Should taxpayer-funded organizations for procuring organs for transplants be spending money on sports tickets and expensive junkets to wine country? The answer seems obvious — but not to some of those responsible for managing the procurement process.
Most of the transplanted organs in the United States come from donors who have died. Their organs are secured and delivered by Organ Procurement Organizations or OPOs. There are 57 OPOs in the U.S. — each given a regional monopoly under government contract. They are technically non-profits and receive most of their funding from Medicare, which means they are funded by you, me, and other taxpayers.
Unfortunately, no one is holding these organizations accountable. The result has been disastrous for patients and taxpayers.
In a recent hearing before my House subcommittee, we found that lives are being lost and tax money wasted because certain OPOs are misusing funds, evading oversight, and lacking efficiency. Some OPO executives are being paid more than $2 million per year — and that doesn’t count the perks. The president of the Association for Organ Procurement Organizations (AOPO) admitted during our hearing that his OPO in Nevada pays for season tickets to the local NFL and NHL teams as well as lavish board retreats in California’s wine country.
This is a horrible misuse of tax money. Even worse, it is costing the lives of thousands of Americans who are waiting desperately for the organ transplants that could save them. OPOs should be spending money on hiring more staff and improving systems for identifying and recovering organs for donation, not on expensive sports tickets and exorbitant salaries for their executives.
Aside from wasteful spending, the reckless practices of some OPOs have actually cost lives. They have been late to deliver organs, damaged others during delivery, and failed to find suitable recipients in time. In one recent case, an OPO provided a COVID-infected lung after failing to test it. The organ recipient contracted the coronavirus and subsequently died from it.
Researchers have estimated that reforming OPOs to improve their efficiency and productivity could result in more than 28,000 additional organ transplants per year. Each one represents a life that could be saved.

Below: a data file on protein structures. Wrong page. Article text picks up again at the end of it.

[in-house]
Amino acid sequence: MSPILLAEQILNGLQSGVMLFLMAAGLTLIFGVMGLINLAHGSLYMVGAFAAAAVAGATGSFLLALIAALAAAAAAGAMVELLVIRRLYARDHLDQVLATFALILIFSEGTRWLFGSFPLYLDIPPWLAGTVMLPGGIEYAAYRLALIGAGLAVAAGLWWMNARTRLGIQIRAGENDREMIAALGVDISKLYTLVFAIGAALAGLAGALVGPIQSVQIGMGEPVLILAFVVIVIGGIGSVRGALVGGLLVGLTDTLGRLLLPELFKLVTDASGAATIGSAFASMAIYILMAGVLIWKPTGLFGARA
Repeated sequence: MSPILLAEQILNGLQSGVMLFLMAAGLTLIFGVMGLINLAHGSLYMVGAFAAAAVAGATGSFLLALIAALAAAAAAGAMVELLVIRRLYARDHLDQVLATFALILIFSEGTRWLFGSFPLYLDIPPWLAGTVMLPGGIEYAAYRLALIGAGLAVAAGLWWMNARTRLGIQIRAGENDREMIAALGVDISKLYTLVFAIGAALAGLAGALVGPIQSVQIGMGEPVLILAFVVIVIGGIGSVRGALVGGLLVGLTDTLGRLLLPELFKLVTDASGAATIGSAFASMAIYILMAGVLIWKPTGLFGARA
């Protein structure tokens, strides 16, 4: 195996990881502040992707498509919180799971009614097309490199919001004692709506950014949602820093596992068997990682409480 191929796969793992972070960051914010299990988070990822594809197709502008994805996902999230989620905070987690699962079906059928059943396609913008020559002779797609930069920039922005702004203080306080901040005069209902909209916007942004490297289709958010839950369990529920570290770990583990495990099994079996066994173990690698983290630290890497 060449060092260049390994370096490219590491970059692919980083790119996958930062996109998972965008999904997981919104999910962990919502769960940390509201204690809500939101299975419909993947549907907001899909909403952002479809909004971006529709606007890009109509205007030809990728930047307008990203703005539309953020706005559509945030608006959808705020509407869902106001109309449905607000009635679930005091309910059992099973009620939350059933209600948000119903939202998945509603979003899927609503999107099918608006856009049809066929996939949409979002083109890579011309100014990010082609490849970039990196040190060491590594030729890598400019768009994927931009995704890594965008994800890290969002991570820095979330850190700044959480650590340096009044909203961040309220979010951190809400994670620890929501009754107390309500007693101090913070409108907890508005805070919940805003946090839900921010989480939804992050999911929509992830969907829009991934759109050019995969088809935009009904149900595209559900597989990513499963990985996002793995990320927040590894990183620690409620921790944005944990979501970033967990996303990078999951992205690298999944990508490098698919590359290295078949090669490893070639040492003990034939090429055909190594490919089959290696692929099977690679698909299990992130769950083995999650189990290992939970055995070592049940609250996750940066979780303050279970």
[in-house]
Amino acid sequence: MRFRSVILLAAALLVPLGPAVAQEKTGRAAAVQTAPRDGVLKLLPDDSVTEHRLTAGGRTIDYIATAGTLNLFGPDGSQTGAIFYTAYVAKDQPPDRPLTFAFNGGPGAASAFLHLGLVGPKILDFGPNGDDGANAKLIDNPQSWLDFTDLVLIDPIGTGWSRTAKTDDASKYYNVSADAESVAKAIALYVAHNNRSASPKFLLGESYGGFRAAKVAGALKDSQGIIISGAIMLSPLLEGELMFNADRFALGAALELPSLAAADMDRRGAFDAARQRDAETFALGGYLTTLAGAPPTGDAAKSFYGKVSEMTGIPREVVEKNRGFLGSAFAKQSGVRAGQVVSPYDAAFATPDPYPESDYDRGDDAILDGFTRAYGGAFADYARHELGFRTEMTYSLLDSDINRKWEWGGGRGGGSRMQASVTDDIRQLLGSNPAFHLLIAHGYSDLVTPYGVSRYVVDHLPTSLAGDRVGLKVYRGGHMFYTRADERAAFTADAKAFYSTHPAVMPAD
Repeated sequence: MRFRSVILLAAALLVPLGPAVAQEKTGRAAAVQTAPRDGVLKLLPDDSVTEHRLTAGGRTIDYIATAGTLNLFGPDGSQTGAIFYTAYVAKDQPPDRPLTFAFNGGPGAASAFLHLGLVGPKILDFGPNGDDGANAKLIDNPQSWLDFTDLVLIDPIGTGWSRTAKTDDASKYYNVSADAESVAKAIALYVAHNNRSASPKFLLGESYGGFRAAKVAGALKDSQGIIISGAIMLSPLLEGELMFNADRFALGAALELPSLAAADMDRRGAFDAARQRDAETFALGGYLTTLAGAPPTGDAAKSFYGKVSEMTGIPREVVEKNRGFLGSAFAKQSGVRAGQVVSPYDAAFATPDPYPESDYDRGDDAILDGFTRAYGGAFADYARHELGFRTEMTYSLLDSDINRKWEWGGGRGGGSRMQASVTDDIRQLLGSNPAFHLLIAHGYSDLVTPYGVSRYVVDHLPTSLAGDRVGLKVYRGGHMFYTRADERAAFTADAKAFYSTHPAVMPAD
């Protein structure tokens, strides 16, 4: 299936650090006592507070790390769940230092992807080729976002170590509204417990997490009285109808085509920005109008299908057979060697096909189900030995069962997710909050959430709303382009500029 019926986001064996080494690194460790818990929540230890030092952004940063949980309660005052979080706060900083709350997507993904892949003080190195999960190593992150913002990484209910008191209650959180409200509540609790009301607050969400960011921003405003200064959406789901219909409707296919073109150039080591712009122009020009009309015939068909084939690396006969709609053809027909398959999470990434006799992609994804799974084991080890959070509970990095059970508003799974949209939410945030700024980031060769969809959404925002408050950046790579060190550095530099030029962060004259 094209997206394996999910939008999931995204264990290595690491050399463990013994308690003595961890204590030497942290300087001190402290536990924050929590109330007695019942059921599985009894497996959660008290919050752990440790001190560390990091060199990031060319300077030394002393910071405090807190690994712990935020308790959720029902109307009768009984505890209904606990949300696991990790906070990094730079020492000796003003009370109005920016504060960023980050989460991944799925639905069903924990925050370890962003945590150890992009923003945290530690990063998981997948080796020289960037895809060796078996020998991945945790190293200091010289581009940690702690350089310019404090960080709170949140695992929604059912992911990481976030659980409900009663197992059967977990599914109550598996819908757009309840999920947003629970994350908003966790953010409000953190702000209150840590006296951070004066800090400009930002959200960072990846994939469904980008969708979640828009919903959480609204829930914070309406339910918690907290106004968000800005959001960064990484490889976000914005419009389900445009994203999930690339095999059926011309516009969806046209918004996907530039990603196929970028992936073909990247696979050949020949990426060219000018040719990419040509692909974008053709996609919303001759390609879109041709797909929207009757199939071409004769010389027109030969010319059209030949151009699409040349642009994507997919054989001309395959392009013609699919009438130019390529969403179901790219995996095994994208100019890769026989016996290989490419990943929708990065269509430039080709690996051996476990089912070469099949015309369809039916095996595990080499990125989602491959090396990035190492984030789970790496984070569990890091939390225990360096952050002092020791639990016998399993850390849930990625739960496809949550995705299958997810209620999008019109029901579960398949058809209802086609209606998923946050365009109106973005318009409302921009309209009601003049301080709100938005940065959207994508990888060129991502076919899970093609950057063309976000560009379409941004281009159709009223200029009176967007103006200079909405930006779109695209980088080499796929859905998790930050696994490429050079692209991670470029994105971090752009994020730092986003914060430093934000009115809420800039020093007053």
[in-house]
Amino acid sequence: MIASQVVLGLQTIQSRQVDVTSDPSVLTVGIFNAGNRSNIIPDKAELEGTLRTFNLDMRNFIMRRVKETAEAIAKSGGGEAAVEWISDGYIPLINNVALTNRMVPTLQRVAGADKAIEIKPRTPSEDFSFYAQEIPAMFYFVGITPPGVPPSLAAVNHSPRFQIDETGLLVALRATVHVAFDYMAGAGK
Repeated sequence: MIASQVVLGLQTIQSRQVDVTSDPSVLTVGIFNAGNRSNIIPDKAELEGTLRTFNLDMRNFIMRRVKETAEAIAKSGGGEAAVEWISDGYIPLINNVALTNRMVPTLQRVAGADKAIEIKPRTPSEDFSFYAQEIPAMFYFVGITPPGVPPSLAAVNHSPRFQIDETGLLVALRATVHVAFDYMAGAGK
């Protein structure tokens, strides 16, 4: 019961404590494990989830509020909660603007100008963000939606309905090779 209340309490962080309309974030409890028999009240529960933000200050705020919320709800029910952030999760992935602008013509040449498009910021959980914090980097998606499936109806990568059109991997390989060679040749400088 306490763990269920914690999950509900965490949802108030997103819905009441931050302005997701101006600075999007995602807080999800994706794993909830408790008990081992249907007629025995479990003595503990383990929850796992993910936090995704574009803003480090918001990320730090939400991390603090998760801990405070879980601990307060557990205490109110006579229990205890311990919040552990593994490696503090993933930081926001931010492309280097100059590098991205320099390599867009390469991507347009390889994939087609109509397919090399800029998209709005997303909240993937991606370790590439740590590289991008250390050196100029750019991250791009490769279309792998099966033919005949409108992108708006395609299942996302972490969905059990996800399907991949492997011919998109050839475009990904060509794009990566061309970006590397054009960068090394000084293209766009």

I was reminded of this when our subcommittee heard from Tonya Ingram, a young woman diagnosed with Lupus at age 22. Three years ago, Tonya learned that she was in end-stage kidney failure. She told us that the moment she received her diagnosis, “my entire world collapsed.” The night before she testified, Tonya hooked herself up to a dialysis machine for the eight hours it would take to clean her blood. She’s still waiting for an organ transplant and a second chance at life.
Unfortunately, Tonya’s story is not unique. There are more than 107,000 patients on the U.S. waiting list for an organ transplant. Hundreds of thousands more are on kidney dialysis. Yet, on average, only 37,500 organs are transplanted each year. While the waiting list becomes longer and longer, our organ transplant system remains slow and unaccountable.
After a bipartisan appeal from members of our subcommittee, the Biden administration directed the Centers for Medicare and Medicaid Services to provide more oversight of OPOs and improve their performance through regular recertification reviews. But the industry is lobbying to delay the implementation of these new rules until 2026. The people we are trying to help, like Tonya Ingram, don’t have that much time. In fact, an average of 33 people on the transplant waiting list are dying every day.
Our message to the OPOs must be clear: we will not tolerate those who take advantage of taxpayers by procuring sports tickets and lavish trips for themselves rather than needed organs for transplant patients. We must replace greed and self-dealing with transparency and performance. It’s time to put patients and taxpayers first, and this Congress will be watching.
Raja KrishnamoorthiSubramanian (Raja) Raja KrishnamoorthiBiden under pressure to ratchet up vaccine aid It's time to put patients and taxpayers ahead of transplant industry opportunists House subcommittee presses Johnson & Johnson on plan to offload baby powder liabilities MORE, a Democrat from Illinois, Chairs the House Oversight Subcommittee on Economic and Consumer Policy.